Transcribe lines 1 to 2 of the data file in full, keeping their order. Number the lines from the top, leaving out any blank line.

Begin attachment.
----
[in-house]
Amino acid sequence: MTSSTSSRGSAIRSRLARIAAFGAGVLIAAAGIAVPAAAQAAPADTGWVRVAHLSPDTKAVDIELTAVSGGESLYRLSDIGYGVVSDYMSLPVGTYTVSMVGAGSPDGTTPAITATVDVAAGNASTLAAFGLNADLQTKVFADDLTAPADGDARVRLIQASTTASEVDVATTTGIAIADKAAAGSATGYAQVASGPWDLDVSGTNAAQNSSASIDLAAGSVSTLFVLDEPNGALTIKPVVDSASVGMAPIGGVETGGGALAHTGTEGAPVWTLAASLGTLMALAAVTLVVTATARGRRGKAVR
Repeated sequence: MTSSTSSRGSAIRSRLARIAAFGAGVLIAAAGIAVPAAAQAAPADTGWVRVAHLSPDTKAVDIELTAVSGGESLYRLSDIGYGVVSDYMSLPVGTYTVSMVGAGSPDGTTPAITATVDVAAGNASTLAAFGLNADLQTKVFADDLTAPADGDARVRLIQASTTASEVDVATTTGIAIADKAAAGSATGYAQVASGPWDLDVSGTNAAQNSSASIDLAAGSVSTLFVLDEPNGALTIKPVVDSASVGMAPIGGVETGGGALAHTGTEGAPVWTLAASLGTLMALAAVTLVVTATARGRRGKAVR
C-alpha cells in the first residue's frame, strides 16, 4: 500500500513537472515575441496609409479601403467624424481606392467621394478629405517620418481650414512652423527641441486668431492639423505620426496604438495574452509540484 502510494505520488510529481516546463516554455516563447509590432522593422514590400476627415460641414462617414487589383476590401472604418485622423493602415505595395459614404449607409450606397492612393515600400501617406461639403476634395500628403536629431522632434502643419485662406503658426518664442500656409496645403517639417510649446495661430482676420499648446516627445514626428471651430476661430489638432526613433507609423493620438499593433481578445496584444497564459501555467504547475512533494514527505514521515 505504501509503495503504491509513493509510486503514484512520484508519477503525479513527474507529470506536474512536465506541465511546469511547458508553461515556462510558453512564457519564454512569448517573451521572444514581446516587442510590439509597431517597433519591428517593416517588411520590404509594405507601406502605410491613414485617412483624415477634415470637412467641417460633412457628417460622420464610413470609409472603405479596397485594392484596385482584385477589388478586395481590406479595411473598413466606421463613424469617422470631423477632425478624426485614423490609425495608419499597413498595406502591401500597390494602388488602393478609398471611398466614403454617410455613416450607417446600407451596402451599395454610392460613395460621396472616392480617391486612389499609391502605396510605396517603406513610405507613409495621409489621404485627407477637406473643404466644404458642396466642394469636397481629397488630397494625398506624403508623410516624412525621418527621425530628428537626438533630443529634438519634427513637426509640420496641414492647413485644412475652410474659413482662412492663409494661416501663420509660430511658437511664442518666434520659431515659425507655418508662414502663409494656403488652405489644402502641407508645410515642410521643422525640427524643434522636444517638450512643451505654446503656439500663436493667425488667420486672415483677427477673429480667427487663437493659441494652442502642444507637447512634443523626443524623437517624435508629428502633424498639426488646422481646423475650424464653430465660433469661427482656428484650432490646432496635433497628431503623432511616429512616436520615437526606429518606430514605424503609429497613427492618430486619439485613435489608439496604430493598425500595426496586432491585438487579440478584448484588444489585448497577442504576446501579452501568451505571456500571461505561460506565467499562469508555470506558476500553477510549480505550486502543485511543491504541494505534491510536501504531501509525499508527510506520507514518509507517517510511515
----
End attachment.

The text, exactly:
[in-house]
Amino acid sequence: MTSSTSSRGSAIRSRLARIAAFGAGVLIAAAGIAVPAAAQAAPADTGWVRVAHLSPDTKAVDIELTAVSGGESLYRLSDIGYGVVSDYMSLPVGTYTVSMVGAGSPDGTTPAITATVDVAAGNASTLAAFGLNADLQTKVFADDLTAPADGDARVRLIQASTTASEVDVATTTGIAIADKAAAGSATGYAQVASGPWDLDVSGTNAAQNSSASIDLAAGSVSTLFVLDEPNGALTIKPVVDSASVGMAPIGGVETGGGALAHTGTEGAPVWTLAASLGTLMALAAVTLVVTATARGRRGKAVR